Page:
C1 (Atlas) - 1st Cervical Vertebra

The C1 vertebra, known as the atlas vertebra, is the first or uppermost of the thirty-three (33) vertebrae of the spinal column and of the cervical vertebrae. The first and second cervical vertebrae are distinct from the other true vertebrae or movable vertebrae below them. As the superior of the seven (7) cervical vertebrae, the C1 is granted the nickname of the atlas vertebra in its role, together with the C2 axis vertebra, of supporting the skull where the head attaches to the neck, just ...

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    Full C1 (Atlas) - 1st Cervical Vertebra Description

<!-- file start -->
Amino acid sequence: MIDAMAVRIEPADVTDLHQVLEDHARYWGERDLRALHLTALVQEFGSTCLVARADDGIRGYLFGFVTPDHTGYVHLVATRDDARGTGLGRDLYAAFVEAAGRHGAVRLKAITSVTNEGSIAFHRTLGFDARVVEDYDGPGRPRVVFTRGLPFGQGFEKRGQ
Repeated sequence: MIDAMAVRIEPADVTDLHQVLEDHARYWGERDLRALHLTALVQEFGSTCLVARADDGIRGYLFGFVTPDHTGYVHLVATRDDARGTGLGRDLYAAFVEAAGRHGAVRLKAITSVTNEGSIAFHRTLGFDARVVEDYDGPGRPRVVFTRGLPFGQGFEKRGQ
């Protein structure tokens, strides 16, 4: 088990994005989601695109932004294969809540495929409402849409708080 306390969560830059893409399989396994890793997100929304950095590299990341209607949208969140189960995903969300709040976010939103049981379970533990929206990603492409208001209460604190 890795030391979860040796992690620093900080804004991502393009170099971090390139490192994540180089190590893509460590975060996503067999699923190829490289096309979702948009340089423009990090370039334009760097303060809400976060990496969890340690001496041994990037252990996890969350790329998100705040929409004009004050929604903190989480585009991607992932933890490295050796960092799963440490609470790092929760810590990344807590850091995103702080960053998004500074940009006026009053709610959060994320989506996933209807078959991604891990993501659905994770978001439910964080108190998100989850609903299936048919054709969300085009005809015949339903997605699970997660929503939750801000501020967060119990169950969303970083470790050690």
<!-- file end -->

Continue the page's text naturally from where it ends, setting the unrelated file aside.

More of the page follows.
[Continued from above] . . . as the god Atlas upheld the world. The cranium's occipital condyles are seated and articulate on the C1 vertebra's lateral masses for vertical articulation of the head (nodding). As with the other cervical vertebrae, the C1 vertebra is among the smallest of the true vertebrae, occupying the neck and lying above the thoracic vertebrae. The C1, uniquely, lacks a ventral body or centrum, as it is fused with that of the C2 vertebra at its own odontoid peg together with the odontoid process or dens of the C2 axis vertebra. Only an anterior arch, a thin stretch of bone, crosses the spinal column where the centrum would exist in another vertebra. However, its transverse processes are quite large. Two oblique transverse foramen permit the passage of nerves, vertebral artery, and the vertebral vein away from the spinal cord - which passes through a large vertebral foramen, protecting the brain stem - and out to the body.